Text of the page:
The Heartlander Experience & Homeward - bound
Willie Ney, Executive Director and founder of the Office of Multicultural Arts Initiatives and First Wave Program, invited me to come out to Wisconsin for their Hip-Hop in the Heartland institute after First Wave performed as part of the Word Champions finale in celebration of London 2012. Word Champions is a creative writing and performance programme I run for under privileged young people in the Olympic host borough of Newham. It was just shy of a week before the institute I was given and accepted the invitation.
Looking back; to be invited, to able to attend and bring my son Jamal with me, to be able to fly to the other side of the world, to be an ambassador for the UK, to meet other artists, educators, teachers was one of the most enriching experiences of my career. The people who attended are committed lovers of community and educational activists, so much so I now refer to us as the ‘Heartlanders.’ This includes the amazing facilitators that we had: Dr Chris Emdin, Dr Yolanda Sealey-Ruiz, Taylor Mali, Mahogany Brown, Micheal Cirelli, Sam Seidel, Dr Dawn Elissa Fischer (a.k.a the D.E.F Professor or Dr D.E.F) and Adam Faulkner.
I could indeed write pages on each of them individually but my newfound obsession with the way things begin and end, and the often cyclical nature of that process, I will focus on the first and last workshops I had. Adam Faulkner’s workshop that week was born out of his Dialogue Arts Project which focuses on using writing to explore social identity and notions of it. To be honest I initially resented having to define myself as Black, as African, as Westernized, as young, as old; to categorise my social class, my economic class, my sexuality, my spirituality and all the other things in between. I resented all the spaces it left for me to feel blessed and inspired and angry and sad and ungrateful; to run my fingers over wounds and badges I didn’t even know I had. Although that exploration felt like a tunnel, what it became was a route into a question that Dr D.E.F would ask on the last day of the institute. What is your emancipation pedagogy? I had never truly considered what my emancipation pedagogy (EP) was until that point. Nevertheless like my subconscious notions of privilege and position my EP had been driving me to do the work that I have been doing as an educator for the last decade. What Dr D.E.F gave me was the language to be able to articulate and therefore claim the most empowering parts of my privilege and social positioning. This emancipation pedagogy/EP/extended play underscoring the story of my life and career was one I so took for granted I was no longer actively engaging in its rhythm. I had begun to take for granted that my parents were involved in the emancipation of my country of birth. It was only in 1980 that Zimbabwe, then Rhodesia, gained independence and was one of the last of the African nations to do so. It was in sharing that story in Dr D.E.F’s workshop that allowed me to understand my (almost evangelical) passion to share the power of spoken word and performance in education came from a notion of freedom and equality that I had been hearing about since I was a little girl. Before Dr D.E.F. my story of spoken word would have began with my own somewhat muted and repressed adult voice and the first time I liberated it by going to a free-styling cypher. This lead to performances on stage, which lead to commissions, which lead to teaching and eventually forming my own spoken word organization. I had just never traced the dots as far as my father’s recounting of personal and political history.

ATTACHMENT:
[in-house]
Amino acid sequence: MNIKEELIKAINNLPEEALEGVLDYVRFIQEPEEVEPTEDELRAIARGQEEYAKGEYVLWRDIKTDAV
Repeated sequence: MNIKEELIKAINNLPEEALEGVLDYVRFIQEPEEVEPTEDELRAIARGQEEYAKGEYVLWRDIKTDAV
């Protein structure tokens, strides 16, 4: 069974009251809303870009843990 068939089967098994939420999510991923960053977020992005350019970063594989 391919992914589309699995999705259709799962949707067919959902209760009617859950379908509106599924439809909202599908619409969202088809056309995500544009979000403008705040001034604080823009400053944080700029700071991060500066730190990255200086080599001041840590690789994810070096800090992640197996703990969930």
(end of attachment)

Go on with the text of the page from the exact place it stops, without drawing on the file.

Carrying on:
The series of poems that you read here are from thoughts I had after processing some of the intense work we did at the institute. Primarily formed from what it means to me to teach and to be a poet. When I use those terms I mean Maya Angelou just as I mean Queen Latifah. I mean Lauryn Hill just as I mean Gwendolyn Brooks alongside KRS-One, Common, Dot Rotten and Monie Love. Just as there are contrasts and political contradictions in using those two terms with that list of people, I’m saying it just as I call myself an African and Londoner with truth and pride.
The poems shared here are my ‘ruff’ musings. My passion and love of poetry began with a cypher, free-styling, free-verse, going with the flow; I am honored to have been asked to share my free-writing with you. There are salutes to my inheritances, my upbringing, my love of poetry, of performance, love of community alongside staying on the educational activist or ‘Heartlander’ path. Even in their humble state I send these words off with the hope that my choice and arrangement of them may inspire or provoke thought, emotion and/or a sense of kindredness. If so then you, and I, have the institute and it’s facilitators to thank.
Homeward - bound
Poets are not made
for a tough world, we happily hold
hands with the curl
of consonants, find verbs
that match our mood or shape/shift
our sentences. We are:
the faithful, the addicted,
the dreamers of the day,
the histrionic time travelers.
Home is simply the turning
of a page. Our hearts
pulse to the rhythm of applause.
I don't want to be open
-eyed, open -mouthed,
sometimes, but still I read.
But still I write.
Black is my renaissance
so I drink the darkest ink
in celebration. And when
Sylvia's sadness is my ghostly stalker
I claim the page for space
to mark our invisible footfall;
to evoke an Amen or Allelujah.
Are you with me
sisters and brothers?
Are you with me?
Home is the turning of a page.
Walk, walk, look back. Walk, walk, look back.
Words fall like rain; minds of Mirropane.
Walk, walk, look back...almost...almost home.
—Sifundo, London, UK